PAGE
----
- Google has been working on upgrading its workforce diversity data, but at the same time, it's finding itself embroiled in an age discrimination lawsuit, according to Computerworld. The tech giant is fighting claims of age discrimination in federal court, where two job applicants who were rejected for positions are claiming that their age eliminated them for positions (both are over 40).
- Google insisted in a court filing last week that its policies "rigorously forbid discrimination of any kind," including age discrimination.
- Cheryl Fillekes, a programmer (the other plaintiff is Robert Heath, 60), filed a motion that asks the California federal court to force Google to divulge all names and contact information of engineering applicants since Aug. 13, 2010 who received an in-person interview and didn't get a job. She also asked the court to expand the case to software engineers and one other type of engineer, but the court rejected it.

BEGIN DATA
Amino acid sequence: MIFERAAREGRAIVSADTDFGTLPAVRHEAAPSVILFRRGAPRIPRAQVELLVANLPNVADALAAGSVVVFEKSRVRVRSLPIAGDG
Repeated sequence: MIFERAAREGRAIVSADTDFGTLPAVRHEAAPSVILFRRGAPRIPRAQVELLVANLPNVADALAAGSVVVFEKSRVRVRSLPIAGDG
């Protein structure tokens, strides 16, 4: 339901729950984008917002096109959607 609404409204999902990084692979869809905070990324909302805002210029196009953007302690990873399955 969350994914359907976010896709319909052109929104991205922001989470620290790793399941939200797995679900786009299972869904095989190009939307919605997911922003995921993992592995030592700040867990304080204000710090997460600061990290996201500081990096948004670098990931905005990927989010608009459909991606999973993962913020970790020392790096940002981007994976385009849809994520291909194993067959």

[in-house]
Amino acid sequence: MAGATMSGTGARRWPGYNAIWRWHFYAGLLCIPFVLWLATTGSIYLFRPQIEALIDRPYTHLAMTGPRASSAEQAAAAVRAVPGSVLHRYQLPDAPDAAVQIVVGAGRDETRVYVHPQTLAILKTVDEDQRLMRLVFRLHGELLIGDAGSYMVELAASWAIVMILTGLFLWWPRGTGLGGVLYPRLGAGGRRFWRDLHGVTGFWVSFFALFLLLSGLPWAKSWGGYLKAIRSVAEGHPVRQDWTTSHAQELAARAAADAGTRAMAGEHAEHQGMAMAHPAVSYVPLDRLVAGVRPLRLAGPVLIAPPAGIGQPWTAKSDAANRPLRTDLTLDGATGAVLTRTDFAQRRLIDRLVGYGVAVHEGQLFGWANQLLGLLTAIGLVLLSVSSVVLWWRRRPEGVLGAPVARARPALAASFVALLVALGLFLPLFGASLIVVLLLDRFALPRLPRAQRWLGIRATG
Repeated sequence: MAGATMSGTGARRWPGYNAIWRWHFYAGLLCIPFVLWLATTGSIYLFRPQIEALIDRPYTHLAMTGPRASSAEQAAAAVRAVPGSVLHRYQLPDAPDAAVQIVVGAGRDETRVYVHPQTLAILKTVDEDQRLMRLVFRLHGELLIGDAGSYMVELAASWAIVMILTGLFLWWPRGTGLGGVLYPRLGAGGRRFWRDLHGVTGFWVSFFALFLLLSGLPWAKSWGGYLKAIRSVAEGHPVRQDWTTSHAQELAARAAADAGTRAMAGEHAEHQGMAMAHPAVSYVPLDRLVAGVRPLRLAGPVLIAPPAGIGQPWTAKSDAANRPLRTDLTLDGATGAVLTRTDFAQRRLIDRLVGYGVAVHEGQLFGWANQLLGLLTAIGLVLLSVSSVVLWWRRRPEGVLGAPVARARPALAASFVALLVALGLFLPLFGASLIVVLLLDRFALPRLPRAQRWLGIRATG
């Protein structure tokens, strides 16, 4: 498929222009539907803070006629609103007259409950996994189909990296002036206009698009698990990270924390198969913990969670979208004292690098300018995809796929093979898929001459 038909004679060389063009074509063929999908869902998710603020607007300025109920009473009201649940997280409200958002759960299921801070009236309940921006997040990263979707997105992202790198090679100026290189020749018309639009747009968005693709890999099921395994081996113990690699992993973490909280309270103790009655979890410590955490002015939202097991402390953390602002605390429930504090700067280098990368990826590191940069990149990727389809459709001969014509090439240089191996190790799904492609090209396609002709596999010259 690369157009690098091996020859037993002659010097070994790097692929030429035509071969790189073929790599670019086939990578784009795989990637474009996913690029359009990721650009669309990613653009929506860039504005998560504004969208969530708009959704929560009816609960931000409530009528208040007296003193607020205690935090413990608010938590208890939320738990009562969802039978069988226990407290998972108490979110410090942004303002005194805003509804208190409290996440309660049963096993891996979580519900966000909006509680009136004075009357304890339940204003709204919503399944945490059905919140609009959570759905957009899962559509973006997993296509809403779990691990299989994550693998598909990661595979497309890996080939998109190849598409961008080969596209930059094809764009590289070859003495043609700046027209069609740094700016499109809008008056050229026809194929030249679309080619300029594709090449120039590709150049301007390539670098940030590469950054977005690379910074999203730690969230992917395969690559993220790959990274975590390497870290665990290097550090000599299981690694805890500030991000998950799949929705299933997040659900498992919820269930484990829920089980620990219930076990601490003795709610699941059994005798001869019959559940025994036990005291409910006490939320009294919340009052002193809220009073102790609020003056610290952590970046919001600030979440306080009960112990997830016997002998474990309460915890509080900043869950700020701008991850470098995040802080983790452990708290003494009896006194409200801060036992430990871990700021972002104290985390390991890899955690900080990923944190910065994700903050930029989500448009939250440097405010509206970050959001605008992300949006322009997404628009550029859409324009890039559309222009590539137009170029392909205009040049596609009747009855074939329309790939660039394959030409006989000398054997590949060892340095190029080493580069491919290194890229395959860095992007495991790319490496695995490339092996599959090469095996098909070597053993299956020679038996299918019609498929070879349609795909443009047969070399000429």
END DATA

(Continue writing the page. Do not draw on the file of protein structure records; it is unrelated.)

In its defense, Google said it has received "over one million applications" for those specific jobs since 2010, but didn't give up how many received a real-time interview. It also said it had no way of knowing how many of that 1 million were 40 or more years of age because it "does not collect data on the age or birth date of its applicants."
Fillekes claims Google recruited her four times, in 2007, 2010, 2011 and 2013, and each time she got an in-person interview but not the job. Google's legal response says neither plaintiff "offers a coherent theory" or "substantial evidence" on their claims.
One major Google contention is the use of the data point about the average age of a Google employee, which the plaintiffs' lawyer states as 29. Google says that's not close to being accurate, though didn't offer a different number (a federal government report has it at 42.6).
Google, along with the rest of Silicon Valley, has been attempting to boost its relatively weak diversity numbers. Back in April, technology writer Dan Lyons (and writer on the show, Silicon Valley) claimed HubSpot essentially practiced ageism in its hiring tactics. The average age there was also 29. Other writers have also pointed out Silicon Valley's implied ageism.